Field Trips

Evergreen Woodlands on the Inverness Fire Road

Sunday, January 22, 2023 – 9:45 am to noon

Field trip leader: Carolyn Longstreth

Ceanothus gloriosus porrectus (Mt. Vision ceanothus) by Doreen Smith

Please sign up for this field trip by emailing Susan Schlosser. Susan will send you a link to the waiver.

This easy 2-mile walk will explore a pristine native landscape on the Inverness Fire Road. The route passes through a mixed evergreen forest of bishop pine, madrone and chinquapin with a diverse understory of huckleberry, Labrador tea, ferns and herbaceous perennials. Toward the end of the route, we will admire the low-growing Mt. Vision Ceanothus (Ceanothus gloriosus var. porrectus) and puzzle out the differences between Marin manzanita (Arctostaphylos virgata) and Eastwood manzanita (A. glandulosa).

Bolinas manzanita (Arctostaphylos virgata) by Vernon Smith

Both Mt. Vision ceanothus and Marin manzanita are rare throughout their ranges. Occasional views of Tomales Bay.

View of Tomales Bay by Doreen Smith

Meet the group at the large pullout on Sir Francis Drake opposite the Inverness Yacht Club (12850 Sir Francis Drake Blvd) at 9:45 to carpool to the trailhead.

Download the PLANT LIST


Events Volunteer Opportunities

Ring Mountain Docent Program Starts Spring 2023!

by Stacey Pogorzelski

Become part of the first group of Ring Mountain Preserve Wildflower Docents. Join the Marin Chapter of CNPS and Marin County Parks with this fantastic opportunity to share your love of Ring Mountain’s unique ecology, wildflowers, and unusual serpentine grassland habitat with the general public, while also fostering stewardship of this Marin landmark.

Layia platyglossa Tidy Tips and poppies Ring Mountain Laura Lovett sm
Layia platyglossa (tidy tips) and poppies Ring Mountain by Laura Lovett

This opportunity will run weekends from April through mid-June 2023, with training in March. No experience is necessary, but familiarity with native plants is preferred.

Additional details and a formal sign-up will be available early next year. For more information and to receive notice of the registration website for the docent program, please contact Stacey Pogorzelski at


Potential docent activities

  • Walk, sit, or staff a table near wildflower hot spots during the main wildflower bloom period (April – mid-June).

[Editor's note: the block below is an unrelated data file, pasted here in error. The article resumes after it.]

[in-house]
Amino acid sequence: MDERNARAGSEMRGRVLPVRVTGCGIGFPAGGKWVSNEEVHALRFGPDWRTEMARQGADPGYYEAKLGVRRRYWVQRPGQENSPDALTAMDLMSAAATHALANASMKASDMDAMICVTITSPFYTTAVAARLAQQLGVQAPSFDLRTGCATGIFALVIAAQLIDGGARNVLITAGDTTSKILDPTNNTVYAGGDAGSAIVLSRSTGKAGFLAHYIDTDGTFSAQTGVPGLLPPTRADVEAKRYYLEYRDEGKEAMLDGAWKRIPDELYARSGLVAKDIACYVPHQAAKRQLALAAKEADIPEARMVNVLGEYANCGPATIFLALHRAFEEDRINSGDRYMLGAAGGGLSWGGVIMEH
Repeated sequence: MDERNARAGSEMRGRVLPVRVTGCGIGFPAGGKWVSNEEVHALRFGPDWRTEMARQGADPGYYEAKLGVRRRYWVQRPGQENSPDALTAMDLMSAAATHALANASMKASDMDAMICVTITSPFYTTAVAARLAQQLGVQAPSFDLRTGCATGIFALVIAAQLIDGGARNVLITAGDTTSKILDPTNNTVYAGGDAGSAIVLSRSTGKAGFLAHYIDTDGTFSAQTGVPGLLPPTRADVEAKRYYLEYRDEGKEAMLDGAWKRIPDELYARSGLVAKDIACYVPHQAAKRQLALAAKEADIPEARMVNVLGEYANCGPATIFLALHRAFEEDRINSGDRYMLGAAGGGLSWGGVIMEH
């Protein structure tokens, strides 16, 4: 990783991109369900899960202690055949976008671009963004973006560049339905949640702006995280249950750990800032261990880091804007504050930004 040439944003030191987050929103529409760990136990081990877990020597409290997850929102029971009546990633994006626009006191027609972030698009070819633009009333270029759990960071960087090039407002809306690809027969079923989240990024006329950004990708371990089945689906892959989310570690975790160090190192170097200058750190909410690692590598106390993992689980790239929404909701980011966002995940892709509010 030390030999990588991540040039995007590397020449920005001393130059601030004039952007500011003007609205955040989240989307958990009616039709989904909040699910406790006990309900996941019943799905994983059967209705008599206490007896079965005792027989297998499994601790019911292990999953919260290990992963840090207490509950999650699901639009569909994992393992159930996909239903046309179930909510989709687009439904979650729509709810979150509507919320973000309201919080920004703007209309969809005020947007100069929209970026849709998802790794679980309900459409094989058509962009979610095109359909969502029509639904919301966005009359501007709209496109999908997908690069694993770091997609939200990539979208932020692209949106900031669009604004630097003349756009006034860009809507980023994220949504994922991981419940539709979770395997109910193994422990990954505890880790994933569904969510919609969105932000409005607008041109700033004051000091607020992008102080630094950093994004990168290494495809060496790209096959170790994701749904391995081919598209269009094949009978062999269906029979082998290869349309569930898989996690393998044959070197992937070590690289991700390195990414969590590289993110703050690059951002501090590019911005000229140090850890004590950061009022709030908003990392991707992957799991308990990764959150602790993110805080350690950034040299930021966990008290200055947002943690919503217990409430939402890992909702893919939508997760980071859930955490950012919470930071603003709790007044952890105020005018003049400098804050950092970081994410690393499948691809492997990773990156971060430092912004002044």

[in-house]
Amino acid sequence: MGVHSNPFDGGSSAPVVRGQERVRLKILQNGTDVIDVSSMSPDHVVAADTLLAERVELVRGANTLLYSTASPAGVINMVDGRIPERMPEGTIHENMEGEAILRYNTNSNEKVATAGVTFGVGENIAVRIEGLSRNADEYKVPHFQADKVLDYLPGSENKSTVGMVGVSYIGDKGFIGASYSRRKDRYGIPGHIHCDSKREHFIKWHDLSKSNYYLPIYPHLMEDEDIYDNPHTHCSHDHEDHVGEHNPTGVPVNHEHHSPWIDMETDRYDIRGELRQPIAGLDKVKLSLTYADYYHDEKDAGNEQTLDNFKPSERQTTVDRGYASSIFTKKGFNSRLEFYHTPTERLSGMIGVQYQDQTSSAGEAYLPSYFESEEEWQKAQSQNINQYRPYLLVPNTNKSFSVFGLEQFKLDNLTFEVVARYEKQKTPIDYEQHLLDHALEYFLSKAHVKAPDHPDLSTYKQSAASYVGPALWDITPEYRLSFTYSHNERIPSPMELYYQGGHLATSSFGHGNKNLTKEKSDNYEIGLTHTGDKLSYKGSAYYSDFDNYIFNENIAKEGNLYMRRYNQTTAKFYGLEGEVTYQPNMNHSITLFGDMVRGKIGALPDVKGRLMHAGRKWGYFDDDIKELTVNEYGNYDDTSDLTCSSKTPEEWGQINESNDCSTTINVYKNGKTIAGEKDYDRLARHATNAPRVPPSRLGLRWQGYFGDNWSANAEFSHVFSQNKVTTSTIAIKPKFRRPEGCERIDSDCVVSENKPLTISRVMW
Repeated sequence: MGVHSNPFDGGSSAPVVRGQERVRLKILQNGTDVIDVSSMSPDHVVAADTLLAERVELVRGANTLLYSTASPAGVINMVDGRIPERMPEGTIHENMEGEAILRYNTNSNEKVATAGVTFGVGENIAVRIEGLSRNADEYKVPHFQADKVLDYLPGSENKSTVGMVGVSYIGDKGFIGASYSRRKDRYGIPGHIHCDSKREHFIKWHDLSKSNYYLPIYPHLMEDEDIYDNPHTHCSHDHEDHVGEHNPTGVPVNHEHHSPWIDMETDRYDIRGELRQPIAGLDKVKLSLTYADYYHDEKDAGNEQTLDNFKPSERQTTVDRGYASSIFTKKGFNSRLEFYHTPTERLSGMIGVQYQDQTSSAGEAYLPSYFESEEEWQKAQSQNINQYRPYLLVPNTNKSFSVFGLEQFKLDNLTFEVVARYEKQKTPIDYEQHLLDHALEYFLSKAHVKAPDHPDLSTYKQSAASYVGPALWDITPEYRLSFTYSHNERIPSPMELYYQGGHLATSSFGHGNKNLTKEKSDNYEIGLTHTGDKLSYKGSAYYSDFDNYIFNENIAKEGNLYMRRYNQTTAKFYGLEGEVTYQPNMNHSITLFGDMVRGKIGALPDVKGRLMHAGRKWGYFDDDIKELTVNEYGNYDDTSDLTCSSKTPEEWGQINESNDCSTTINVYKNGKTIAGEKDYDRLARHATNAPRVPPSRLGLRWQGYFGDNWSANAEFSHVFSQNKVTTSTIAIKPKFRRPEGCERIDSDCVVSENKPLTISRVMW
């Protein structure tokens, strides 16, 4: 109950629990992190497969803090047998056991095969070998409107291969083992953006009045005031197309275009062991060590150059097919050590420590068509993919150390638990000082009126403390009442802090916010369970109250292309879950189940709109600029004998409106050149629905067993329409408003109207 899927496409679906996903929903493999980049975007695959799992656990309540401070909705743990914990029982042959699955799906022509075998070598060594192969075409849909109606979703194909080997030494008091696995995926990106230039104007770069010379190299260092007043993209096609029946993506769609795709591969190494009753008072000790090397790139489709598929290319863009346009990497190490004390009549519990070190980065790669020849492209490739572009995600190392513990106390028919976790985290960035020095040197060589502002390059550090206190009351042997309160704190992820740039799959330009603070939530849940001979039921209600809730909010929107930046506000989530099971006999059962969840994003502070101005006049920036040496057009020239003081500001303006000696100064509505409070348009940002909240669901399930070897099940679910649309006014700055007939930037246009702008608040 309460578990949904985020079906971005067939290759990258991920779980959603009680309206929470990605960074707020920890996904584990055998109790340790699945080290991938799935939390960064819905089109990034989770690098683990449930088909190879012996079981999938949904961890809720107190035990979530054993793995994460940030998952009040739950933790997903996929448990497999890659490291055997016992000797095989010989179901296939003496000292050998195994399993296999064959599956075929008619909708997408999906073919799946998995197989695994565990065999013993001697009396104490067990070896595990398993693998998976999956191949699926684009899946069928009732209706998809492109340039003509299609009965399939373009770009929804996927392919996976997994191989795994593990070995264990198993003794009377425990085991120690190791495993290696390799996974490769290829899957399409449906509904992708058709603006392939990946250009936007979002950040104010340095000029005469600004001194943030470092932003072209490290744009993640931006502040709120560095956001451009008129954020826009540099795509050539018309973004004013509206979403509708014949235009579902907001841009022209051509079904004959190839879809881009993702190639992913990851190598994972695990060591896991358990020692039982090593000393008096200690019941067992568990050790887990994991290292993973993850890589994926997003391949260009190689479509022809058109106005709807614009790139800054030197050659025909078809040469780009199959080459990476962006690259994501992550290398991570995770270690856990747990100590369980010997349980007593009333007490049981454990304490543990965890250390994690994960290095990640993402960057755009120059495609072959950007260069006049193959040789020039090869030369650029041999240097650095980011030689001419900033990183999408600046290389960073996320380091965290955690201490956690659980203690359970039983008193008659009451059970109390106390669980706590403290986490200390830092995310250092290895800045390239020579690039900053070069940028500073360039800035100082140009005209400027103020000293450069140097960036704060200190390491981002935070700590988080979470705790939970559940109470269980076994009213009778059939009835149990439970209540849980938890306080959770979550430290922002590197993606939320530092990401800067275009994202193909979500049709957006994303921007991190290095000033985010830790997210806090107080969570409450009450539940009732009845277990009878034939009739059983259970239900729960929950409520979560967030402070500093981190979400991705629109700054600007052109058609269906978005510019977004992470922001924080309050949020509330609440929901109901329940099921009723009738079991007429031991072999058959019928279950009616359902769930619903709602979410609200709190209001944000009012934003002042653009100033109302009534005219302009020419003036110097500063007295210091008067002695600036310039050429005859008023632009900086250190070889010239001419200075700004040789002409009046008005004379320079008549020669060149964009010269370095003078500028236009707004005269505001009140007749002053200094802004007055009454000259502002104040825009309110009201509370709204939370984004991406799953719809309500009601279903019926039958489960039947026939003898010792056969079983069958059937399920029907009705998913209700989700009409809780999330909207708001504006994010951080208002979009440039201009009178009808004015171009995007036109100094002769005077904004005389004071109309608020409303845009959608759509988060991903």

• Point out wildflowers (share names, interesting facts, etc.) and wildflower habitat, or assist visitors in finding wildflowers. We will train you!
  • Lead by example and educate about “leave no trace” and “stay on trails” ethics and wildflower viewing etiquette. Please note: volunteers will not be enforcing preserve rules
  • Take notes on commonly-asked visitor questions, visitor use patterns, and/or collect data on natural resources, (e.g., use iNaturalist to take observations).


Volunteer Requirements and 2023 Schedule

Docents will need to attend both virtual and in-person training. (We may be able to accommodate some missed training hours).

  • Virtual training: Tuesday evenings March 7, 14, 21, 28. In-person field training: Saturday April 1 (dates tentative)
  • April 2 – mid-June: Docents volunteer for at least three 2.5-hour shifts (mostly weekends, some weekdays possible)
  • Wear a docent volunteer t-shirt and hat that will be provided.

Dudleya farinosa bluff lettuce Ring Mountain Ann Elliott
Dudleya farinosa, bluff lettuce Ring Mountain by Ann Elliott

Volunteer qualifications

  • No experience necessary, but botanical, gardening or native plant familiarity is
    very helpful
  • Must have an interest in engaging with a variety of visitors
  • Willing to lead by example and communicate “leave no trace” and “stay on trails” principles and ethical wildflower viewing
  • Comfortable with rugged outdoor conditions
  • Happy working independently or with a partner or small group
  • Must have, and carry, a working cell phone (for emergencies)
  • Must be 18 years or older (unless accompanied by a guardian)
  • Volunteers are responsible for their own transportation